New research published in PLOS Biology emphasizes the importance of prioritizing taxonomic research in conservation, with biodiversity loss greater than realized due to the high number of unknown and undocumented species.
Jane Melville, senior curator of terrestrial vertebrates at Museums Victoria and associate professor in the School of Biological Sciences at Monash University, led the collaborative research effort as part of a Fulbright Fellowship at Washington University in St. Louis.
The study establishes a new return-on-investment method of determining species that are a priority for closer scrutiny: undescribed species that are likely already threatened.
Implementing this method on 870 Australian snakes and lizards — a highly diverse group of vertebrates — Melville and her colleagues identified 282 reptiles needing taxonomic research. Of these, 17.6% comprise undescribed species of conservation concern, and 24 species are in need of immediate taxonomic attention, as they are likely already threatened or at risk of extinction.
“There are many species that we haven’t yet discovered, and until a species is known to science, we can’t evaluate its status, much less take action to preserve it. The question is: where do we devote our efforts?” said Jonathan Losos, director of the Living Earth Collaborative and the William H. Danforth Distinguished University Professor in the Department of Biology in Arts & Sciences at Washington University. “Jane Melville and colleagues have done a fabulous job in coming up with a way to prioritize resources and research effort, focusing on those organisms where the payoff will be the greatest.”
The 24 high-priority species identified in this study belong to a range of families including geckos, skinks and dragons found across Australia. Australia is considered the global hotspot for squamate reptile species, with 98% of squamates found only in Australia.
“The results were a bit shocking to us — the level of species still undescribed is higher than we would have expected, and the high proportion that would be of conservation concern shows the importance that taxonomy plays in conservation,” Melville said.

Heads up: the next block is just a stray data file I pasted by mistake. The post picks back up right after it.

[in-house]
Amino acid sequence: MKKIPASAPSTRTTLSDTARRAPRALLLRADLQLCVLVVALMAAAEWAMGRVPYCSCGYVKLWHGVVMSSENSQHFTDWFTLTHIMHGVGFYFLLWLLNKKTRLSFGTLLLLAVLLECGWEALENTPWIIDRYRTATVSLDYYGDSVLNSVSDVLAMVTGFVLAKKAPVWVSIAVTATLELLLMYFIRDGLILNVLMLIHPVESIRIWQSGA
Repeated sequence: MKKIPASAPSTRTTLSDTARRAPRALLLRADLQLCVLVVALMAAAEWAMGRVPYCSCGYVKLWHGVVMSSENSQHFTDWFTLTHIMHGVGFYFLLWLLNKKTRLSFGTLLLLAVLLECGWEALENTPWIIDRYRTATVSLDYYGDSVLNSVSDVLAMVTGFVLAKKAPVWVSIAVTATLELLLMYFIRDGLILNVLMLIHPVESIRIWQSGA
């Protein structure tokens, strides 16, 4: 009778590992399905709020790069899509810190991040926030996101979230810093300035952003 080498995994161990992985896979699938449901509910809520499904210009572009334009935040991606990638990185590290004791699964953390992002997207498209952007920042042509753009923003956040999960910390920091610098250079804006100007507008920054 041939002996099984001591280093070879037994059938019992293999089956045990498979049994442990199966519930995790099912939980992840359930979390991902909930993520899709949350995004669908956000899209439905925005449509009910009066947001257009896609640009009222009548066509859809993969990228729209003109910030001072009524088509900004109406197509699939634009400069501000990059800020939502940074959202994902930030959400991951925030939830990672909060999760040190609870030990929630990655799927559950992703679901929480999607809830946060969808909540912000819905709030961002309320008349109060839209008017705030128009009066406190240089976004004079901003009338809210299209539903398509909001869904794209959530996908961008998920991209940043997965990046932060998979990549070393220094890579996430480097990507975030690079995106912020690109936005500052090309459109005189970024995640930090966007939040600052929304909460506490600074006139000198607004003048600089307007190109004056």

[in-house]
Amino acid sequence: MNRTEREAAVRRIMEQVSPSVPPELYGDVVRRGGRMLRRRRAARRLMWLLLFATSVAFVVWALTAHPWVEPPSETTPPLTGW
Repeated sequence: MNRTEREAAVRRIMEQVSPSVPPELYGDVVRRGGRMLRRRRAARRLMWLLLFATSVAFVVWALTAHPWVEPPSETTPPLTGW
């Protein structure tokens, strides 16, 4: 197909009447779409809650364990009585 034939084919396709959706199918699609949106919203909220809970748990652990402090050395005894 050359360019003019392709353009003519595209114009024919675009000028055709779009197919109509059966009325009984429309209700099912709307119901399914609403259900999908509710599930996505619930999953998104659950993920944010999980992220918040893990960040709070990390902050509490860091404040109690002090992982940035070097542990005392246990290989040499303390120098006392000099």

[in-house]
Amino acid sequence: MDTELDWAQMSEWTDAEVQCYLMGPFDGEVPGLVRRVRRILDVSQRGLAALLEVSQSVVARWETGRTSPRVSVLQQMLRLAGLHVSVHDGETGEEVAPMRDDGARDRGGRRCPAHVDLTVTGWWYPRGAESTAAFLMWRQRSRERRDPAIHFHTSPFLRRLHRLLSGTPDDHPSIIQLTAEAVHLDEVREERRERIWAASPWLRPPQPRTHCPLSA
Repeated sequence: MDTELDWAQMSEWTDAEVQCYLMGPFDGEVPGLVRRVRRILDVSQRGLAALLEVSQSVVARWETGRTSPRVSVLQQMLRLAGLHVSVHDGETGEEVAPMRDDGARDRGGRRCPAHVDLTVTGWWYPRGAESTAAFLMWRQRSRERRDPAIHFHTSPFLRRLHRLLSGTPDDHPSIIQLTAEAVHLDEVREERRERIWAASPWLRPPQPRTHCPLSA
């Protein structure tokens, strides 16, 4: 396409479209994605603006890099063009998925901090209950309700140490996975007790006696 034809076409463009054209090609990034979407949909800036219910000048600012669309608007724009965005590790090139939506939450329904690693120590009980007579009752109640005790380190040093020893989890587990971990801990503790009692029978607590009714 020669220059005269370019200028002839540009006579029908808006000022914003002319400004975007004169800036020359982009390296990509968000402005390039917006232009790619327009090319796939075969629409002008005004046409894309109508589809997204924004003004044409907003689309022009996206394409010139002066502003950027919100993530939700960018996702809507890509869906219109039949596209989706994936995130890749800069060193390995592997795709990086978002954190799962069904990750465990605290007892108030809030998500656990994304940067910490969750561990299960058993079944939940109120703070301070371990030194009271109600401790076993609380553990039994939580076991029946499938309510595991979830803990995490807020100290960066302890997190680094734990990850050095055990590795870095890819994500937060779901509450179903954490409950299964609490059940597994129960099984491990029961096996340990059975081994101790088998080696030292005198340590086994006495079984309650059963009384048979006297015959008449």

Examples of recently described reptile species that are likely to receive critically endangered status include the Pinnacles Leaf-tailed Gecko (Phyllurus pinnaclensis), Arcadia Velvet Gecko (Oedura lineata) and Olkola Slider Skink (Lerista anyara), all found in Queensland.
Melville noted that this issue extends far beyond reptiles, with many highly diverse groups of organisms needing significant taxonomic work to provide a comprehensive picture of our environment.
“The number of undescribed species is far greater in mega-diverse groups, such as insects and fungi, but even in vertebrates there is an astounding extent of taxonomic uncertainty — there is hidden diversity all around us,” she said.
This research is a collaborative effort of 30 authors who are experts in Australian reptile taxonomy and systematics.
“The choice of Australian lizards and snakes as a model to test their approach was inspired,” Losos said. “On the one hand, the Australian reptile fauna is one of the richest in the world. There is no doubt that there are many species yet to be scientifically recognized, yet there’s also a very robust community of herpetologists and evolutionary biologists who have done enough work to allow us to figure out where future efforts would be most successful.”